Maybe it’s time to stop fearing hackers and start learning from them. Businesses that do that will have a big advantage when it comes to securing their own networks.
So argued Keren Elazari, cybersecurity expert and self-described “friendly” hacker, at the CDW Protect SummIT in Philadelphia. Elazari is an active member of Security BSides, a global network of security events started by hackers and security researchers. In 2016, Elazari founded the organization’s chapter in Tel Aviv, Israel, where organizers held an event just a few weeks ago.
“The reason I hold these events is I think hackers hold the key to the future,” Elazari said, speaking to more than 200 security professionals from around the U.S. “Sometimes, it’s up to us hackers to expose a threat so that we can spark a solution.”
But while Elazari is a noble hacker and draws inspiration from those like her, she’s under no misconceptions that most threat actors are not out to change the world for the better. Even so, it’s important for organizations to listen to what hackers, both good and bad, are saying — because they have many lessons to offer.
Cybersecurity Is About More Than Protecting Information
The first lesson is that modern cybersecurity is about a lot more than just protecting passwords or individual assets within a network. Given the current stakes, she says, it’s really about protecting our very way of life.
Malicious hackers are “stealing our access to information systems that manage our entire lives,” she says.
It’s time for IT security professionals to start acting like they know that.
The ransomware attack that hit the city of Baltimore in May is a perfect example. Hackers seized thousands of the city’s computers, locked citizens out of the services they count on and demanded $100,000 in bitcoin to restore access. The city refused to pay — and its system remained down for weeks.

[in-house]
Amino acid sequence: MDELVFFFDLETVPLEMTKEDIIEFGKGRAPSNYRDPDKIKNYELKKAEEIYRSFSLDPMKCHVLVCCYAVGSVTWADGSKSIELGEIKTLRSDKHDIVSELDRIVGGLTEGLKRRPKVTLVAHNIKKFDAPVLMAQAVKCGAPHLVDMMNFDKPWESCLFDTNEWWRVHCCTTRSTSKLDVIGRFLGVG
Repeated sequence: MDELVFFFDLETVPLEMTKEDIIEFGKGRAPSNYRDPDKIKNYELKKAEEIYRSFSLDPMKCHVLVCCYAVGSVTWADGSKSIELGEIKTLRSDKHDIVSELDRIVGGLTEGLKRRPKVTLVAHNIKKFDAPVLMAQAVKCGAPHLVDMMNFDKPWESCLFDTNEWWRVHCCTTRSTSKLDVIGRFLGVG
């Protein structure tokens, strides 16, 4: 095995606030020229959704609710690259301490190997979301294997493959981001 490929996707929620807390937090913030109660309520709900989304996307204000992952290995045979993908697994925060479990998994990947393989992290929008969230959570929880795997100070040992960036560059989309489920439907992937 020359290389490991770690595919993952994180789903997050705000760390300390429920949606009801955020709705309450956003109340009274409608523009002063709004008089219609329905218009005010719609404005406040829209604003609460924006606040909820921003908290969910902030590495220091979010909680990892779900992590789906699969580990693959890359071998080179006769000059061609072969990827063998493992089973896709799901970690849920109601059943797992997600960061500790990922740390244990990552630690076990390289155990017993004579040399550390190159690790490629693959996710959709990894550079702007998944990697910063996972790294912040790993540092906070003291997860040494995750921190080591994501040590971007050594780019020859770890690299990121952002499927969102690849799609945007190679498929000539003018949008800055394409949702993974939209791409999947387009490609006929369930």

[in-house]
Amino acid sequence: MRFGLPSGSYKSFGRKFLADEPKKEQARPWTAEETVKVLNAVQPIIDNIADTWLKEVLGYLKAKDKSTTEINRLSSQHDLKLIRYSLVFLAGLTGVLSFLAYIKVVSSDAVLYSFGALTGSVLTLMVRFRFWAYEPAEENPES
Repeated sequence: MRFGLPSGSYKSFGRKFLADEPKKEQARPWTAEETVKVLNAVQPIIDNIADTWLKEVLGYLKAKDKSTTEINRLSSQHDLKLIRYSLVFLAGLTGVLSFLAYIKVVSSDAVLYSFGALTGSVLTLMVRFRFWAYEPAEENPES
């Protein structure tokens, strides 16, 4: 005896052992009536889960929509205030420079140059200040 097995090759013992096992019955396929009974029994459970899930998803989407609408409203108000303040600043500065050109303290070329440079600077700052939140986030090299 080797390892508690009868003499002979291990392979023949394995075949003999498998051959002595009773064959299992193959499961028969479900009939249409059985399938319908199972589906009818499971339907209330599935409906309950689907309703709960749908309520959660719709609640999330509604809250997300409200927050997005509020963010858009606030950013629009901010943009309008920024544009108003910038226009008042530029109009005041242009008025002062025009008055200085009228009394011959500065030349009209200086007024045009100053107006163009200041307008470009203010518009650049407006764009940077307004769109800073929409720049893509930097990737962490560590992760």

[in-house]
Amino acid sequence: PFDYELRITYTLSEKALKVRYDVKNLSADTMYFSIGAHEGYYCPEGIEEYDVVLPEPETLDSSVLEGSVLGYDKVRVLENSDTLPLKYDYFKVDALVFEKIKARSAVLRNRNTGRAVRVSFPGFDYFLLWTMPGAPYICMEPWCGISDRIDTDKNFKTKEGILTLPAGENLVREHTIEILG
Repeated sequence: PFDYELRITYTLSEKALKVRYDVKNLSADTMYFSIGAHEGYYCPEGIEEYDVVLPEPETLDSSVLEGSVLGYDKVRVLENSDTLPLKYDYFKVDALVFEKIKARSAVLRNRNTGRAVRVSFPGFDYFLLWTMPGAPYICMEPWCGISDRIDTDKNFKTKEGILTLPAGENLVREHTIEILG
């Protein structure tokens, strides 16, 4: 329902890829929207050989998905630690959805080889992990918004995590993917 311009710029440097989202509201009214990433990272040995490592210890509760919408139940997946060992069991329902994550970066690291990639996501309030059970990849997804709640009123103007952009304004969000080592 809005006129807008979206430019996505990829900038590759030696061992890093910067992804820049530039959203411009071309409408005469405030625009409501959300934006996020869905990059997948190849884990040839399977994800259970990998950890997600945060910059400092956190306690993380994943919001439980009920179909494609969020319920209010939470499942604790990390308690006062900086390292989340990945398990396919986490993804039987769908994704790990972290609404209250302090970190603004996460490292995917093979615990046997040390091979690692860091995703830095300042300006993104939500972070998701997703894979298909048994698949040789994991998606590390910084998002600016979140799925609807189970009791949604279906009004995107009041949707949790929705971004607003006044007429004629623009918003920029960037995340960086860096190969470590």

“Imagine you just bought a house and you have outstanding bills to pay to the city, or you have something really urgent going on with your building, and you can’t get any help with that because all the city’s systems are down,” said Elazari.
When Norwegian aluminum company Norsk Hydro suffered a ransomware attack this spring, the company had to switch to manual processes that slowed production to a crawl and affected the global price of aluminum. And in 2017, roughly 20,000 medical appointments were canceled in the United Kingdom when its National Health Service was attacked.
“How would that make you feel about the systems in which you entrust your whole life?” Elazari said. It’s time for security professionals to appreciate that what malicious hackers are really after is the very trust that people place in modern life, she said.
Hackers Are Motivated by More Than Just Money
Elazari noted that money is only one of several motivations for today’s hackers. Many are driven by politics, and some are supported by nation-states that are seeking to disrupt international adversaries.
Businesses are often caught up in cyberattacks that nation-states are conducting around the world, such as those that were affected by the NotPetya attack in 2016 and 2017, a global attack that affected dozens of companies, from shipper Maersk to chocolate maker Mondelez.
In the latter case, Mondelez is suing the issuer of its cybersecurity insurance policy, which has refused to pay out its $100 million claim on the grounds that the attack was an act of war. The insurer cited a White House statement that NotPetya was part of the “Kremlin’s ongoing effort to destabilize Ukraine and demonstrates ever more clearly Russia’s involvement in the ongoing conflict.”
MORE FROM BIZTECH: Get hip to the cryptojacking threat that might be siphoning resources and data from your computer without your knowledge.
The Growth of Devices Makes Life Easier for Hackers
Next, Elazari noted that thanks to the explosion of web-connected endpoints, hackers have a virtually unlimited number of things to attack. Indeed, a remarkable milestone was reached in 2018, when the number of devices in the world surpassed the number of living humans.
Anything that’s connected to the internet can be attacked, and endpoints are often valuable to hackers because they serve as an entry point to the rest of the network.
“Whether we like it or not, we need more security thinking, strategy and design when it comes to these devices,” she said.
She added that automation is making it possible for hackers to develop hacks at scale, meaning they will be able to draw up bigger attacks against a broader array of victims more easily.
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